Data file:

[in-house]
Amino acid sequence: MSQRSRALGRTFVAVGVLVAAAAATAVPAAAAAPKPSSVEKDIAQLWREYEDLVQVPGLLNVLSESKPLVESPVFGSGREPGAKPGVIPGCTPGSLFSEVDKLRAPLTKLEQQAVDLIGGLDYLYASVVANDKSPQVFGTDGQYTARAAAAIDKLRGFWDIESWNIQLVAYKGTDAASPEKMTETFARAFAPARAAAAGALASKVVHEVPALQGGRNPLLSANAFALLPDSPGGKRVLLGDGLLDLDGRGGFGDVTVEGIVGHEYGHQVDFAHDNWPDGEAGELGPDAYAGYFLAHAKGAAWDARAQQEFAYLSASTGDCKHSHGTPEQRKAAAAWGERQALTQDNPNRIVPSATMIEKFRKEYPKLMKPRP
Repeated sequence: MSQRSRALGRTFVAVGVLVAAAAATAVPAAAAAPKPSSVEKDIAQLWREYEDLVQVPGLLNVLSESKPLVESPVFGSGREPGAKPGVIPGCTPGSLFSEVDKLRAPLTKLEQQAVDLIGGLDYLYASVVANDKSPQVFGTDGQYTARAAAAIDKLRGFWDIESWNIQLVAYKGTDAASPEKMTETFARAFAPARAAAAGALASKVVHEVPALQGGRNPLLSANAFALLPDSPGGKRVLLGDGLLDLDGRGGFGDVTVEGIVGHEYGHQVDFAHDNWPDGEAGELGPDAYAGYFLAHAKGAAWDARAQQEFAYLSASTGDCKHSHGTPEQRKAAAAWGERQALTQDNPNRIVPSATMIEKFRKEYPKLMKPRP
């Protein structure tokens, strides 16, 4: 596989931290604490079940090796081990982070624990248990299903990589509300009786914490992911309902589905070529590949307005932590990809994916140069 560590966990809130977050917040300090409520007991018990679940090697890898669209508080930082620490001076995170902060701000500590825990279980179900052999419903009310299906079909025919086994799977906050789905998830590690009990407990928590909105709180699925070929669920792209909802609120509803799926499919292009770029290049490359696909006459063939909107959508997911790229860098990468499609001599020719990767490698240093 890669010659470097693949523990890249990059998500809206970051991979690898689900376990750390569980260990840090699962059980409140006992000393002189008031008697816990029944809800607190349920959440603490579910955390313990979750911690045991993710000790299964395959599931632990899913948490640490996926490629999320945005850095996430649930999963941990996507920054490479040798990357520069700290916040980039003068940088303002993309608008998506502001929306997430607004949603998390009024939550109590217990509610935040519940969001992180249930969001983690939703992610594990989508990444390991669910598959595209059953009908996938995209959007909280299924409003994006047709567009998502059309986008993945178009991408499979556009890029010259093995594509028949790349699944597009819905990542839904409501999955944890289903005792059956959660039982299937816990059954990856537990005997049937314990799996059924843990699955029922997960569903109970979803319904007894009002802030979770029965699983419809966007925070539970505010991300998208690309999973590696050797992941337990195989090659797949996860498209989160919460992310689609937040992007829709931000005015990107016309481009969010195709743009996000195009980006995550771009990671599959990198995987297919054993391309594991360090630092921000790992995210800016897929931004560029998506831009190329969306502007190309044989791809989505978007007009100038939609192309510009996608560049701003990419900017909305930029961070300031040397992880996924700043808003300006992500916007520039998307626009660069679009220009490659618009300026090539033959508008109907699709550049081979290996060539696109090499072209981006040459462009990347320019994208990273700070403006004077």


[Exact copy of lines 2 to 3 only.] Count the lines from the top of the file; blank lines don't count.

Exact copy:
Amino acid sequence: MSQRSRALGRTFVAVGVLVAAAAATAVPAAAAAPKPSSVEKDIAQLWREYEDLVQVPGLLNVLSESKPLVESPVFGSGREPGAKPGVIPGCTPGSLFSEVDKLRAPLTKLEQQAVDLIGGLDYLYASVVANDKSPQVFGTDGQYTARAAAAIDKLRGFWDIESWNIQLVAYKGTDAASPEKMTETFARAFAPARAAAAGALASKVVHEVPALQGGRNPLLSANAFALLPDSPGGKRVLLGDGLLDLDGRGGFGDVTVEGIVGHEYGHQVDFAHDNWPDGEAGELGPDAYAGYFLAHAKGAAWDARAQQEFAYLSASTGDCKHSHGTPEQRKAAAAWGERQALTQDNPNRIVPSATMIEKFRKEYPKLMKPRP
Repeated sequence: MSQRSRALGRTFVAVGVLVAAAAATAVPAAAAAPKPSSVEKDIAQLWREYEDLVQVPGLLNVLSESKPLVESPVFGSGREPGAKPGVIPGCTPGSLFSEVDKLRAPLTKLEQQAVDLIGGLDYLYASVVANDKSPQVFGTDGQYTARAAAAIDKLRGFWDIESWNIQLVAYKGTDAASPEKMTETFARAFAPARAAAAGALASKVVHEVPALQGGRNPLLSANAFALLPDSPGGKRVLLGDGLLDLDGRGGFGDVTVEGIVGHEYGHQVDFAHDNWPDGEAGELGPDAYAGYFLAHAKGAAWDARAQQEFAYLSASTGDCKHSHGTPEQRKAAAAWGERQALTQDNPNRIVPSATMIEKFRKEYPKLMKPRP